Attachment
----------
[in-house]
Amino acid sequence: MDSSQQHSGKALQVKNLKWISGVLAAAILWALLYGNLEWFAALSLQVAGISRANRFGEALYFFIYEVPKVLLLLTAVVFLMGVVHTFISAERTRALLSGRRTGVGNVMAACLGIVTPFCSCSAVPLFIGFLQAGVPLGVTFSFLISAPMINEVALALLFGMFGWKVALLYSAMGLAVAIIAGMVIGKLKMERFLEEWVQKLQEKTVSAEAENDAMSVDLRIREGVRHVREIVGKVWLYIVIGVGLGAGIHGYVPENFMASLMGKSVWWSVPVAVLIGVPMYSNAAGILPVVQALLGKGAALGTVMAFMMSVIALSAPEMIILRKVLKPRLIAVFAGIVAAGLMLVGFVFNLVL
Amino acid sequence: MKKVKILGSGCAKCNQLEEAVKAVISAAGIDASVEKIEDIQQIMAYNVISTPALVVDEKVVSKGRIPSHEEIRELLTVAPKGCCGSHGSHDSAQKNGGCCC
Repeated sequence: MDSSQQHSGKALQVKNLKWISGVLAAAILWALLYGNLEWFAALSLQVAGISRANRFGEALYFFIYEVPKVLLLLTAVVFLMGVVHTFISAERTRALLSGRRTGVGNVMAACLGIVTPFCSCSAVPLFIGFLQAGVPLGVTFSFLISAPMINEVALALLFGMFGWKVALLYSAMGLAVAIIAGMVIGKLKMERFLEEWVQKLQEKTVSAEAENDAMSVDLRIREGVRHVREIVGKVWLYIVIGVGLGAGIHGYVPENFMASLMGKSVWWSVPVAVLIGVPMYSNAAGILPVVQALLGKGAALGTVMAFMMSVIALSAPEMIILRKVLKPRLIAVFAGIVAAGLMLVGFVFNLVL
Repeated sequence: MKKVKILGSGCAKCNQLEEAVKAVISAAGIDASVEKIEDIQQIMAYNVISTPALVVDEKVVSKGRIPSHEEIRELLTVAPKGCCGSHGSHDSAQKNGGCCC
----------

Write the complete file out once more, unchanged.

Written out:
[in-house]
Amino acid sequence: MDSSQQHSGKALQVKNLKWISGVLAAAILWALLYGNLEWFAALSLQVAGISRANRFGEALYFFIYEVPKVLLLLTAVVFLMGVVHTFISAERTRALLSGRRTGVGNVMAACLGIVTPFCSCSAVPLFIGFLQAGVPLGVTFSFLISAPMINEVALALLFGMFGWKVALLYSAMGLAVAIIAGMVIGKLKMERFLEEWVQKLQEKTVSAEAENDAMSVDLRIREGVRHVREIVGKVWLYIVIGVGLGAGIHGYVPENFMASLMGKSVWWSVPVAVLIGVPMYSNAAGILPVVQALLGKGAALGTVMAFMMSVIALSAPEMIILRKVLKPRLIAVFAGIVAAGLMLVGFVFNLVL
Amino acid sequence: MKKVKILGSGCAKCNQLEEAVKAVISAAGIDASVEKIEDIQQIMAYNVISTPALVVDEKVVSKGRIPSHEEIRELLTVAPKGCCGSHGSHDSAQKNGGCCC
Repeated sequence: MDSSQQHSGKALQVKNLKWISGVLAAAILWALLYGNLEWFAALSLQVAGISRANRFGEALYFFIYEVPKVLLLLTAVVFLMGVVHTFISAERTRALLSGRRTGVGNVMAACLGIVTPFCSCSAVPLFIGFLQAGVPLGVTFSFLISAPMINEVALALLFGMFGWKVALLYSAMGLAVAIIAGMVIGKLKMERFLEEWVQKLQEKTVSAEAENDAMSVDLRIREGVRHVREIVGKVWLYIVIGVGLGAGIHGYVPENFMASLMGKSVWWSVPVAVLIGVPMYSNAAGILPVVQALLGKGAALGTVMAFMMSVIALSAPEMIILRKVLKPRLIAVFAGIVAAGLMLVGFVFNLVL
Repeated sequence: MKKVKILGSGCAKCNQLEEAVKAVISAAGIDASVEKIEDIQQIMAYNVISTPALVVDEKVVSKGRIPSHEEIRELLTVAPKGCCGSHGSHDSAQKNGGCCC